Article from September, 2016

Keeping Your Nose Out of Trouble


Michael J. Manyak, MD, MED 92

A common problem on expeditions is the occurrence of nosebleeds. Many of us have faced this issue at some time in our lives and these usually can be controlled even in a remote area without access to advanced medical care. The nasal cavity has a lot of rather fragile blood vessels close to the surface of the nasal lining. Nosebleeds can be quite frightening but do not often indicate a serious medical problem.

Environmental conditions like low humidity, cold, and high altitude can precipitate nosebleeds. Nosebleeds certainly occur with trauma to the nasal area and also can be associated with upper respiratory tract infections where the nasal lining is inflamed. Nosebleeds can be a sign of high blood pressure that has risen out of control, particularly in older people. This is a medical emergency.

Medications that interfere with blood coagulation can contribute to the occurrence and severity of nosebleeds. The most common of these are aspirin and anticoagulants like warfarin (Coumadin). Chronic use of non-steroidal anti-inflammatory medication (NSAIDS) like ibuprofen or naproxen is also associated with delayed coagulation and increased risk of nosebleed. Use of these medications should be disclosed to the medical personnel on a trip in case of an emergency. Less commonly encountered are travelers with inherent bleeding disorders of coagulation. Most of these people are already aware of a bleeding tendency and should alert medical personnel on an expedition about this condition, particularly if the environment increases conditions for a nosebleed. Normally they are not necessarily more prone to nosebleeds but if they occur, they can be difficult to control.

Nosebleeds are classified as anterior or posterior depending on the intranasal site of bleeding. Anterior nosebleeds originate from the lining of the nostrils, frequently the nasal septum (cartilage that separates the nostrils), and are by far the more common and more easily managed. Blood typically drains out from the nostrils with an anterior bleed.

Posterior nosebleeds are characterized by blood draining back into the throat causing coughing, swallowing of blood, and possibly choking or vomiting. The blood vessels in a posterior bleed are usually larger than those in an anterior bleed. Posterior bleeds are more difficult to control and someone with a posterior nosebleed usually needs to be evacuated.


Prevention of nosebleeds is helped by lubricating (with Vaseline) the inside of the nose in dry climates or at high altitude. Nasal saline drops are also useful for lubrication. Do not use vaso-constrictive nose drops because vasodilation of vessels in the nasal lining after stopping the drops can lead to an increased risk of bleeding.

If you have high blood pressure, make sure it is under control before departure. If you are taking daily aspirin, non-steroidal anti-inflammatory medication, or are on anticoagulation medication, be sure to notify the medical personnel or expedition leader on your trip.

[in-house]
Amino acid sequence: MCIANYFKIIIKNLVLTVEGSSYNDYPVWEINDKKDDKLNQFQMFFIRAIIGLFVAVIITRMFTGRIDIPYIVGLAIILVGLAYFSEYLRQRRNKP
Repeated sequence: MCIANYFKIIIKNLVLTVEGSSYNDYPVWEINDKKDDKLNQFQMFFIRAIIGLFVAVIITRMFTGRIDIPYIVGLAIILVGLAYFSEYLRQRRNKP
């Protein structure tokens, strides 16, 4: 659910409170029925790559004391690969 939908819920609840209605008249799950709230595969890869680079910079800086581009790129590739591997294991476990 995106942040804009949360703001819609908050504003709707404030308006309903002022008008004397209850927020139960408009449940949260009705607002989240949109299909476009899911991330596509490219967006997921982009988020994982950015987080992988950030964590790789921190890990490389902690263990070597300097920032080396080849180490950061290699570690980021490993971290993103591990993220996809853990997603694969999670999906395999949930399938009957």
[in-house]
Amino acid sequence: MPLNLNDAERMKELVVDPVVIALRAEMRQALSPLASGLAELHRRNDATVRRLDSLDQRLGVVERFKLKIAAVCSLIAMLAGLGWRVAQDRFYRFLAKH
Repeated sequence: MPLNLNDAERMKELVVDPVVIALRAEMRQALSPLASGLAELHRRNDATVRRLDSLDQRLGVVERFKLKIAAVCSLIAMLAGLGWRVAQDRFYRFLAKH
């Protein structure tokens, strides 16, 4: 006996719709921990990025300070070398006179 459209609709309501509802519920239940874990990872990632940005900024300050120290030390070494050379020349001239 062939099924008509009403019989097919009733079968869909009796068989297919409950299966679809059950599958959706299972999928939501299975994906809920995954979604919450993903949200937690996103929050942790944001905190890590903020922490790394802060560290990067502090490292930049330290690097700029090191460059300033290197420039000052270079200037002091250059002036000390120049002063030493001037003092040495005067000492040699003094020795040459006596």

For anterior nosebleeds, start by having the victim sit up and firmly press the nostrils together for about 15 minutes; then release to check if bleeding has stopped. If not, pack both nostrils with gauze if available or else use toilet tissue or other clean tissue. Cotton balls and Vaseline gauze are useful for packing. Pack tightly and have the patient hold the nostrils for another 15 minutes and then gently remove the packing. If the nose is still bleeding, repack the nostrils and leave for a couple of hours before attempting gentle removal. Packing can be preceded by application of a nasal spray (Afrin or Neo-Synephrine) that causes vasoconstriction.

Persons with suspected posterior nosebleeds need to be evacuated. These are very difficult to treat without medical assistance and likely require posterior nasal packing, not done easily in a remote location. However, if evacuation is delayed and there is a Foley urinary balloon catheter in the medical kit, the catheter can be inserted into the posterior nasal chamber after lubrication. Inflate the balloon with 10 to 15 ml of saline or water and gently pull forward so that the balloon locks into place. The catheter should be taped in place to maintain the pressure on the posterior location. The pressure from the balloon will help stop bleeding. Leave it in place until medical assistance is available.

Reversal of anticoagulant medications is not easy and should only be attempted under guidance of medical personnel. Aspirin and NSAIDS cannot be reversed and neither can some of the more recent anticoagulation medications. However, direct pressure often will work despite anti-coagulation.

One last word of caution. Pick both your friends and your nose carefully!


This article was published in The Explorers Journal


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